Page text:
What materials to use for closet shelving unit

We are building a built-in shelving unit in a walk-in closet in our old Victorian.
I would like to use high quality materials in keeping with the style of the house. We plan to paint the shelves.
What type of "wood" would you recommend? 1. Birch plywood with edge banding 2. Real wood (e.g., Poplar, Maple, Pine) -- if so which one? 3. Melamine (Are there high quality version or is it always somewhat flimsy and cheapo) 4. Other
Also, what would you use for the backing?
Thanks
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Plywood is probably the strongest and least likely to warp. You could use edge banding or bicuit on a strip of wood in the front.

Maple is too nice (and too expensive) to paint. Poplar is harder that pine. .

Only stuff I'm familiar with is OK, but not as nice as wood, IMO. But it is easier to clean and never needs painting. I'd consider it if it was behind doors, but it is not in keeping iwth the Victorian era.

I don' tknow of another that is decent. You want to avoid particleboard.

1/4" birch plywood.

You're welcome
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3+2 IMHO
You can't beat melamine for cleanable finish. Cap the end with the hardwood of your choice (mine would be maple, because it's relatively cheap, very hard available and look good.
You will want to make the cap something like 3/4" deep and 1-1/4" tall depending on the span between supports.
-Steve
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MDF is the product I would use. It paints like a charm and you don't mind throwing it away when you redo the closet for the next "makeover". Keep the spans reasonable and watch your fastners.
Fine HomeBuilding did a complete article on exactly what you are wanting to do. As I recall, they did it with at least three different materials just to show the different methods.(mdf,melamine,wire)
I went ahead and found the article...
It's in the July 1999 issue can be downloaded at: http://www.taunton.com/store/fharchive/index.asp for $3.50.
Search on "closet" and the article is by Gary Katz.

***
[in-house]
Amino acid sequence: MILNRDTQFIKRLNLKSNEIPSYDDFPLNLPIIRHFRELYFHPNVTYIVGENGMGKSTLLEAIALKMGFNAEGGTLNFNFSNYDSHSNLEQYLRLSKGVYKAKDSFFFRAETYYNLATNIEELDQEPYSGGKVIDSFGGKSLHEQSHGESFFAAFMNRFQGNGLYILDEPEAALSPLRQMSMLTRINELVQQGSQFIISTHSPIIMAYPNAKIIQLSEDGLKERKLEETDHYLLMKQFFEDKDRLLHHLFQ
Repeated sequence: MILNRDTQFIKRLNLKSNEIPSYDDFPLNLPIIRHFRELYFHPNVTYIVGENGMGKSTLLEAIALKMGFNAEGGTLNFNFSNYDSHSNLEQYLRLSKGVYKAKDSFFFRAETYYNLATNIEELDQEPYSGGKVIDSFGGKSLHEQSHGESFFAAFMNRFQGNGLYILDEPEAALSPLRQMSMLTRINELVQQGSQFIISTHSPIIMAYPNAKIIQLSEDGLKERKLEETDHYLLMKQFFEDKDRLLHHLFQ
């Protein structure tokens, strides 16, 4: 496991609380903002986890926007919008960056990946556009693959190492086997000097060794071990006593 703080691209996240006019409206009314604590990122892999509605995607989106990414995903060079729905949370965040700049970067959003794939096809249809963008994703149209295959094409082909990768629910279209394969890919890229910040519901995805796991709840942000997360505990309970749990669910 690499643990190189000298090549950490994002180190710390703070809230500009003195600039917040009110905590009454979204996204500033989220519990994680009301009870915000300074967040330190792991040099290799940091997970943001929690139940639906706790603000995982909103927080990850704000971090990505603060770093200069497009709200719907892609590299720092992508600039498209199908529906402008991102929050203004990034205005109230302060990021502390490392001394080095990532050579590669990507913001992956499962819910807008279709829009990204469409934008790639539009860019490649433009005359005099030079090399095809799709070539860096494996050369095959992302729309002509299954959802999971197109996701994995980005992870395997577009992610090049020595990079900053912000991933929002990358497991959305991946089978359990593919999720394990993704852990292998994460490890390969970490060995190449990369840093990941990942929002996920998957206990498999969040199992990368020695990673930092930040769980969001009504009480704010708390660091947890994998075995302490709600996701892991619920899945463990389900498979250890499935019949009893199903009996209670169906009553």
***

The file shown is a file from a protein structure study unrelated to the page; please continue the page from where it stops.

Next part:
Jeffrey J. Kosowsky wrote:

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potentially interesting article:
July 1996 Bookshelf Basics by Bruce Greenlaw A guide to support systems, shelving designs and materials
This article describes the variety of hardware and shelving that can be used to make bookshelves and cases. A sidebar lists sources for hardware, some of them not the usual suspects. The author includes good tips on how much distance shelves can comfortably span.
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I went back and looked over that article...
It will be well worth the $3.50... The guy does an excellent job of describing the three methods. The article also includes excellent pictures.
The FWW and FHB are excllent magazines with great articles. Fine Homebuilding always has somthing of interest in every month they publish. I think they are going to offer their own "Best of Series" on cdrom.
Jeffrey J. Kosowsky wrote:

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Since you are painting, exotic or expensive wood seems pointless, provided the material you choose is relatively stable and easy to work with.
If you think your shelves will carry any significant load, you might want to consider that hardwoods (e.g. Poplar) will support (without drooping) higher loads than softwoods (e.g. Pine) which will support more load than sheet goods (e.g. plywood).
If your design incorporates supplemental shelf support, the above may be moot, but then you might want to consider MDF, which is readily workable and takes paint (after priming) nicely.
/rick.
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If you decide to go the painted plywood route, A-C or B-C grade pine may be less expensive than birch "RickS" <rick --dot-- s --at-- comcast.net> wrote in message wrote...

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Jeff, I used unfinished cedar for closet shelving and the SWMBO just loves the smell when she opens the doors.
Al in WA

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